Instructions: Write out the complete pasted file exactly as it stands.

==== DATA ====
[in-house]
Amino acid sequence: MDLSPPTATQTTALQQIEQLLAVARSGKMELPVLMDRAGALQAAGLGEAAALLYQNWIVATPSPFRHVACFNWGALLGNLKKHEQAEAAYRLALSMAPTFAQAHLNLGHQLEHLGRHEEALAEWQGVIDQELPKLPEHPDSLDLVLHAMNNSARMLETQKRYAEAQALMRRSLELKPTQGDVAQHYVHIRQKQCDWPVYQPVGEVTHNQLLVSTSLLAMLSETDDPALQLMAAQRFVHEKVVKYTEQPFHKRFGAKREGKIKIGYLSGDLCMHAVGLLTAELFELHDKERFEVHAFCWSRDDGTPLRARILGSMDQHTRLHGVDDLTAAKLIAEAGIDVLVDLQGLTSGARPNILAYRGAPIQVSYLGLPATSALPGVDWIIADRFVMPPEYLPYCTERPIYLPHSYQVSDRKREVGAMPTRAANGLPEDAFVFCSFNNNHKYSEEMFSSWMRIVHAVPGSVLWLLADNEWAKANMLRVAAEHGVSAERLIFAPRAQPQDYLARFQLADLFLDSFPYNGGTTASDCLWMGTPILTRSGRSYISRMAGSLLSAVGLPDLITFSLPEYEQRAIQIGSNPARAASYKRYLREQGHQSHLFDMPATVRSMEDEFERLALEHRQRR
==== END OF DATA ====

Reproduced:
[in-house]
Amino acid sequence: MDLSPPTATQTTALQQIEQLLAVARSGKMELPVLMDRAGALQAAGLGEAAALLYQNWIVATPSPFRHVACFNWGALLGNLKKHEQAEAAYRLALSMAPTFAQAHLNLGHQLEHLGRHEEALAEWQGVIDQELPKLPEHPDSLDLVLHAMNNSARMLETQKRYAEAQALMRRSLELKPTQGDVAQHYVHIRQKQCDWPVYQPVGEVTHNQLLVSTSLLAMLSETDDPALQLMAAQRFVHEKVVKYTEQPFHKRFGAKREGKIKIGYLSGDLCMHAVGLLTAELFELHDKERFEVHAFCWSRDDGTPLRARILGSMDQHTRLHGVDDLTAAKLIAEAGIDVLVDLQGLTSGARPNILAYRGAPIQVSYLGLPATSALPGVDWIIADRFVMPPEYLPYCTERPIYLPHSYQVSDRKREVGAMPTRAANGLPEDAFVFCSFNNNHKYSEEMFSSWMRIVHAVPGSVLWLLADNEWAKANMLRVAAEHGVSAERLIFAPRAQPQDYLARFQLADLFLDSFPYNGGTTASDCLWMGTPILTRSGRSYISRMAGSLLSAVGLPDLITFSLPEYEQRAIQIGSNPARAASYKRYLREQGHQSHLFDMPATVRSMEDEFERLALEHRQRR